WSJ: Samsung to release first “so-called” flexible gadgets in the first half of 2013
There have been so many different ETAs mentioned in reports based on “sources” and “insiders” for Samsung’s launch of the first gadgets with flexible displays that we’ve started to think the entire thing will never happen.
Although we know that the technology is there and we’ve seen a bunch of prototypes, Sammy is still experiencing some technical difficulties that have pushed back the first releases for the first half of next year, at the earliest.
Fortunately, if we are to trust the latest report from the Wall Street Journal, everything seems to be finally falling in place for Samsung’s flexible displays lately, so this latest “deadline” might actually be met.
According to “a person familiar with the situation”, Samsung Display Co. is in the last phase of development of flexible displays for mobile devices, which should allow us to welcome the first bendable phones by mid-2013.
Now don’t get ahead of yourselves just yet, because, even if everything will go according to plan, it’s hard to believe Samsung will risk debuting the technology on one of its flagships. That means the chances to see an elastic Galaxy S4 are very slim, especially after the S3 managed to shook up Apple’s universe.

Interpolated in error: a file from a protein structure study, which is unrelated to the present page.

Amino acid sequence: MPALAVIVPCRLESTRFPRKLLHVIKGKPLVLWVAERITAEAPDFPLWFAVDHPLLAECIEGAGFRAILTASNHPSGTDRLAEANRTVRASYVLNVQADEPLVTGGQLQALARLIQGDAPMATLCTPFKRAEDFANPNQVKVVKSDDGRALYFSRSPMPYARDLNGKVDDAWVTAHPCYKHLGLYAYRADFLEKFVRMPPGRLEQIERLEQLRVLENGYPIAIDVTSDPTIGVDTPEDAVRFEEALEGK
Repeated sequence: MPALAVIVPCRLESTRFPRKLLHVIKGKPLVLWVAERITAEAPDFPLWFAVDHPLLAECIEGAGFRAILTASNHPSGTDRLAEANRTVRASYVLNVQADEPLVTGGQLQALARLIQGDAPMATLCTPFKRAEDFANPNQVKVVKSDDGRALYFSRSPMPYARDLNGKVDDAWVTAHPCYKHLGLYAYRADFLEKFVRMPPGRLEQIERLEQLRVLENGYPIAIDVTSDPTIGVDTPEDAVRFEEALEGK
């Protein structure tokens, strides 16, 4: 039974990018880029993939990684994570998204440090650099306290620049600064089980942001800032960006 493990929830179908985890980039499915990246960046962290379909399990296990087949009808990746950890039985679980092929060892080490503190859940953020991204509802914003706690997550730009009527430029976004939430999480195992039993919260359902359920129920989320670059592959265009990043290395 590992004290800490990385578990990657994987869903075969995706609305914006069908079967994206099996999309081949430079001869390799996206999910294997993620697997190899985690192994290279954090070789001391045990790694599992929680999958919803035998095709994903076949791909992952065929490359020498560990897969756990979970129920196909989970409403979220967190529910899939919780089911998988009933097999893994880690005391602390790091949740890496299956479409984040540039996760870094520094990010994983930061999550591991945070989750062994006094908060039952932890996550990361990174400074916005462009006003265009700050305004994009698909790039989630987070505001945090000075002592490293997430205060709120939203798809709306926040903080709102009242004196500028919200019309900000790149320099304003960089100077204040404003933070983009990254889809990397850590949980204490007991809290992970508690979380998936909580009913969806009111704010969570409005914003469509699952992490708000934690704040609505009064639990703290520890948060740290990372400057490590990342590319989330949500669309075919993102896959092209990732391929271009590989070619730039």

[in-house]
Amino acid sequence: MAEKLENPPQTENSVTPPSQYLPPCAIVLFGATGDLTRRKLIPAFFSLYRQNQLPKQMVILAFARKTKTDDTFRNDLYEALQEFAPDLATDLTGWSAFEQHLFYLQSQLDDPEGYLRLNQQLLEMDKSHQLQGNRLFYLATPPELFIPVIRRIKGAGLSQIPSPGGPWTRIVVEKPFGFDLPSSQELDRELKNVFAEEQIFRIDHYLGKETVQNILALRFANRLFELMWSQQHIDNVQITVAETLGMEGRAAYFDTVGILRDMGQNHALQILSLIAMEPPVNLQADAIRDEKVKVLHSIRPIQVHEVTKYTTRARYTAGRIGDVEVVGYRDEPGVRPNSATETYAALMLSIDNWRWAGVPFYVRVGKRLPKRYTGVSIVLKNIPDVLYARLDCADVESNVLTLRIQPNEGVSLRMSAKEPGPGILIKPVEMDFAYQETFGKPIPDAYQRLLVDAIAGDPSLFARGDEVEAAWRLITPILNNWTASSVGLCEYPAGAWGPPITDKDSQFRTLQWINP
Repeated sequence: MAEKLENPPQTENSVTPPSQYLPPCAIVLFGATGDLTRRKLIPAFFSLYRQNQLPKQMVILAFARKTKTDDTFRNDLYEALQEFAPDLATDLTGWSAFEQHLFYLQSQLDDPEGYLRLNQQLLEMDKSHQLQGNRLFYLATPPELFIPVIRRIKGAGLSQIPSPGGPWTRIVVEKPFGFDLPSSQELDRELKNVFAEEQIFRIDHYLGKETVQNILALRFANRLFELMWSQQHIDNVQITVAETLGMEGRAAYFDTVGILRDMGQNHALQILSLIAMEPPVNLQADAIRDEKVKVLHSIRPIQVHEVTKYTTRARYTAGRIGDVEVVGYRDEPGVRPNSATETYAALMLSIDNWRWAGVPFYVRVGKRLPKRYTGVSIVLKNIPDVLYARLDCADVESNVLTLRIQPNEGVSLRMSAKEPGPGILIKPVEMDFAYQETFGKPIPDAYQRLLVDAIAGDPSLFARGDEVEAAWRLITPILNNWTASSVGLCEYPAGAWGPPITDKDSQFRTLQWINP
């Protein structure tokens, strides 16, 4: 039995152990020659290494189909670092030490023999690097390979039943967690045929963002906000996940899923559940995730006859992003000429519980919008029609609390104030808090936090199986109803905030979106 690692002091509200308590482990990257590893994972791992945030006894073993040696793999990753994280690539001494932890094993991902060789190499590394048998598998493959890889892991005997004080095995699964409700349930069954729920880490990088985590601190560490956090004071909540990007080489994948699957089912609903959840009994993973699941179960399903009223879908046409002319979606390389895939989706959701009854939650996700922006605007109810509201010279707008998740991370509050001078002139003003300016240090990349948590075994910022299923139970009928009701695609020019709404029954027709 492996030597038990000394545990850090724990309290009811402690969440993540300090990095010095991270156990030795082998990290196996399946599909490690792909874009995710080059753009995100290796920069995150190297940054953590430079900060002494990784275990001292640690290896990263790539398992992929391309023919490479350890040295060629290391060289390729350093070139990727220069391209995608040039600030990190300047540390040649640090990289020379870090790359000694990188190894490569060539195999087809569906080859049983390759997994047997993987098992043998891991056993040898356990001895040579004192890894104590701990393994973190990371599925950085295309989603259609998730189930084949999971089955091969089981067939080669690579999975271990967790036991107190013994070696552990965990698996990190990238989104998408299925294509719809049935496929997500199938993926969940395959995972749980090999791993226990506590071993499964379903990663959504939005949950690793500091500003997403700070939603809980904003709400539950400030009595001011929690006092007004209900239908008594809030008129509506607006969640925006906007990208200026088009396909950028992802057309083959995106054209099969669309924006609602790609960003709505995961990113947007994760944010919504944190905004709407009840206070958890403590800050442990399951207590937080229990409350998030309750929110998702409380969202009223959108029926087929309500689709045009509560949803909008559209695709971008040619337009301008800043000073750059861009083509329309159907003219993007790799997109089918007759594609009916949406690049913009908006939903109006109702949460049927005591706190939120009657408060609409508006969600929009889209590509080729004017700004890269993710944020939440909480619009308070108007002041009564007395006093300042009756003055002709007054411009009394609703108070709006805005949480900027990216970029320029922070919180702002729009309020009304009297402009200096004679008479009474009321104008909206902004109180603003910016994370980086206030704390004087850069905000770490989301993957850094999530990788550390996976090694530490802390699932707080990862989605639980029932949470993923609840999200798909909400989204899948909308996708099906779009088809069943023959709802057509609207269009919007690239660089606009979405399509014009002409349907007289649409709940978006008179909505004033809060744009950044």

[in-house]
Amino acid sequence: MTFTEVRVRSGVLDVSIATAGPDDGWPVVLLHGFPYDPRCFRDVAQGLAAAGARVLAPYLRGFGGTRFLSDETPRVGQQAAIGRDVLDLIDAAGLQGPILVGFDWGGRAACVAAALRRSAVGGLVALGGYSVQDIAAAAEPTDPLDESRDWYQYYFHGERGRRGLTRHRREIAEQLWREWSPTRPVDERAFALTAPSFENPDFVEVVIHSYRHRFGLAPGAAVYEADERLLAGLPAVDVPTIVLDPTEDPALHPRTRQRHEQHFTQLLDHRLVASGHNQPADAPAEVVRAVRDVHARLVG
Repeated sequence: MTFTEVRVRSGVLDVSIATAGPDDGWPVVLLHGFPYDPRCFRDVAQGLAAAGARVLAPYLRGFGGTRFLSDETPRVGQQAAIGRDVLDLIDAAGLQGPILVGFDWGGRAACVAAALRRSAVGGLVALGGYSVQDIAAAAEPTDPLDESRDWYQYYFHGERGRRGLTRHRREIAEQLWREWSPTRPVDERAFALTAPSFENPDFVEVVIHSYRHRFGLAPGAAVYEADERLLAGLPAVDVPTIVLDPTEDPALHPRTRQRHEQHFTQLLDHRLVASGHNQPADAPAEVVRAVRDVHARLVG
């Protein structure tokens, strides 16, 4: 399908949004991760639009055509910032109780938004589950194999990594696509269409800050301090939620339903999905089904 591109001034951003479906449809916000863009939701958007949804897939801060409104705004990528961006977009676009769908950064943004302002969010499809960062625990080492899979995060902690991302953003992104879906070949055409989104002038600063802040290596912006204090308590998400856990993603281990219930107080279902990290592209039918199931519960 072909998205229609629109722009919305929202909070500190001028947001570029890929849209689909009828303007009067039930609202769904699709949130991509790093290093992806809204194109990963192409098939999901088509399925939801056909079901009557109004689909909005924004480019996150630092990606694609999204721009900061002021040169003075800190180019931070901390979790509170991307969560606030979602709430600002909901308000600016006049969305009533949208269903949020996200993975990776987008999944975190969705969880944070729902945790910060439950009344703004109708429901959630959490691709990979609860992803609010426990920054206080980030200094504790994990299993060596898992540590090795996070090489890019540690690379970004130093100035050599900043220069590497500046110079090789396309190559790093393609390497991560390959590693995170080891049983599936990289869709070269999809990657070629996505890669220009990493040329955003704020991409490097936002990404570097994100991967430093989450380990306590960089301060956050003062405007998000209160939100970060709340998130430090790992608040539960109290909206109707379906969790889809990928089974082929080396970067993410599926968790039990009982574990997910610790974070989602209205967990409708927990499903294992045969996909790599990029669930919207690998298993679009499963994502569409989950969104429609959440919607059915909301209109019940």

Another reason to tone down the excitement is that the “so-called” flexible displays that are expected to enter production soon will most likely not be fully flexible. Instead, they’ll be protected by a very thin layer of inflexible glass, as we reported a while back, just to ensure no reliability issues will pop up unexpectedly.
But if that’ll be the case, should we really be excited about the introduction of the new display technology in the least bit? Of course we should, and not just because a bendable smartphone would look cool or because we’ve seen Flubber. But because flexible gadgets would have their panels made out of plastic and “the key reason for Samsung to use plastic rather than conventional glass is to produce displays that aren’t breakable”, as Lee Seung-Chul, an analyst at Shinyoung Securities, told WSJ.
And that, boys and gals, along with the unbelievably slim profiles of Youm screens and the lower manufacturing costs that could lead to lower selling prices, are the true reasons why Samsung is going to such great lengths to get everything ready ASAP.
Who’s ready to welcome flexible phones even if they won’t be flexible in the true sense of the word?